The imposition of Capital Controls brought a freeze in the market so this has caused a series of events including writers, too. At the same time there has been a very promising community of entrepreneurs, either publishers or writers, whose purpose is to urge new writers to come out and are open to new things. Children's books sales were not affected so much, but books' prices have lowered so much that books are sold mostly at bazaars or at open markets for 2 euro. Financial crisis doesn't permit Greek buyers to give 15, 20, or 25 euro to buy a book from the bookstore.
If a Greek writer considers all the above seriously, then s/he may find no purpose on pursuing their writing goals. But this is not the case. My thinking is that a writer exposes their personal experiences on their book's pages and speaking for children's stories, they offer a vision to learners and a perspective. Although the Financial Crisis has left its scars I could never stop writing my children's stories.
I am surrounded by different age groups at my school on a daily basis. Both younger kids and teens dream big of their future and most of the time are impressed with what they have read in a book, asking for more details or even making inspirational comments. I teach English and French, so the texts used in different age groups cause a stirring of discussions and comments!
This kind of curiosity sparks my own imagination, both as a teacher and a writer. I need to escape from the harsh reality, to imagine and learn more from my stories. When I want to write, I forget the financial crisis and whatever is involved with it, I only expect to lose myself in the story. I consider myself lucky for being able to write what I like, to give hope and offer joy!

As a teacher, are you paid by the Greek government? How does that work out?

I am paid by the parents of my students. Although English and French Language is taught at primary, High School and Senior High School, the Greek educational system doesn't provide the kind of knowledge and practice needed for a Certificate or Diploma in a foreign language. This gap is covered by the private Centers of Foreign Languages that have mostly their students from kindergarten till Senior High school years. Parents have to pay for the annual fees and some of them choose to have private lessons at home.

It may sound strange but this is what happens here in Greece, having the Centers of Foreign Languages (CFL) being in a turmoil, especially this year when for three months, a special tax was imposed to parents who were obliged to pay 23% added tax for their kids teaching. After a great struggle, both by the parents and the CFL Owners, the tax was annulled at the beginning of December 2015 but the damage was already done.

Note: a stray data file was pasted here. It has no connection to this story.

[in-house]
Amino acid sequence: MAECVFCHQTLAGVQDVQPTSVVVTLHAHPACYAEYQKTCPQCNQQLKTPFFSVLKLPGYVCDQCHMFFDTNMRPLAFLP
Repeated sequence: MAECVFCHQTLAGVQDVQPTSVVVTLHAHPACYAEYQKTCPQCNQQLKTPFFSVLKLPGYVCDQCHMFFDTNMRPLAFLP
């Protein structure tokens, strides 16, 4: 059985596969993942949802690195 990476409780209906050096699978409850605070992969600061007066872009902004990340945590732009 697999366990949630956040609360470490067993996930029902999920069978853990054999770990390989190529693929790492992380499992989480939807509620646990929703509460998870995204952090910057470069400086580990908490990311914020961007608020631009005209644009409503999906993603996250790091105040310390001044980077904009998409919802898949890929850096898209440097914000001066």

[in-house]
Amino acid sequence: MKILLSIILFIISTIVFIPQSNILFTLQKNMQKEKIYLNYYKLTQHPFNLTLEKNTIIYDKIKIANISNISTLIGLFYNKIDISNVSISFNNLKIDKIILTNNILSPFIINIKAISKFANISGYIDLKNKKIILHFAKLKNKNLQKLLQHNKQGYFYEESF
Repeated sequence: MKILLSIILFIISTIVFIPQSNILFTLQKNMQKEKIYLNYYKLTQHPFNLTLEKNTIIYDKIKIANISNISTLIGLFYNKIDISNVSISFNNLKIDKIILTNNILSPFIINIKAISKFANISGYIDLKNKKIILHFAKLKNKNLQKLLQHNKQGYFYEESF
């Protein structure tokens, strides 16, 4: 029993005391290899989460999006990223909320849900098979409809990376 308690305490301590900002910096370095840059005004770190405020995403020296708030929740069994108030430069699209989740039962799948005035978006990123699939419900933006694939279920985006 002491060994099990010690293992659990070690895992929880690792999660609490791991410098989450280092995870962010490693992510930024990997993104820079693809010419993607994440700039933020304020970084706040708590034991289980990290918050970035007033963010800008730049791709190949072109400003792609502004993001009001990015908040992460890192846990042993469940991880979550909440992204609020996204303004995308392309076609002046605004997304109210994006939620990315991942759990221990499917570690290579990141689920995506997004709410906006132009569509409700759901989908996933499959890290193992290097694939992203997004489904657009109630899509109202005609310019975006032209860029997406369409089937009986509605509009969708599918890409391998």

Due to the financial crisis, unemployment, and the 23% tax, the CFLs had a 50% reduction in the number of their students.
 The view from my grandmother's house to the village of Santameri,
How is your yiayia dealing with the crisis?

You may think I am joking but I have asked her so many times about how she thinks of her children and grandchildren experiencing this situation, and how she feels about the future. Any time I recall her face and deep gaze, there is no sign of worry.

You see, for her it's the third time in her life she’s experienced economic destruction. The absolute poverty she experienced as a child can't be described or even compared with that of today, when she feels like a queen in our village house, having all the necessary provisions to live a decent life.

Her answers show us that she worries a lot, because she wants us to be happy. At the same time, her eyes tell us not to give up. When she is pressed - especially by me on how to overcome the whole situation since there is no way out - she chooses to pose questions to me, making me wonder about life's worth. She repeats that things will get better and I only have to be strong and not to lose hope or my inner energy. The future may be far away for her, but her belief is that things will be better since this is how life is.

"Everything is a circle and this one is not completed yet, so stop wondering and let's do what kind of chores we have for today!" What can I say? My grandmother Athanasia is one of a kind!

And what does she think of your writing?

Well, at the beginning - about 7 years ago - it seemed to her like a task I was assigned at school, or maybe she connected it with my job as a teacher. When I started interviewing her on clarifying certain information about our customs and celebrations, and daily village routines, she answered me in detail, but wondered who would be interested in those things.

She now has a smile of gratitude and an amazing spark on her face, this says so much than any words spoken. I do believe she is happy about me and feels very proud of what I do. As we say, her eyes' smile is Love winking at me!

1 comment:

  1. Great interview and example of courage and perseverance.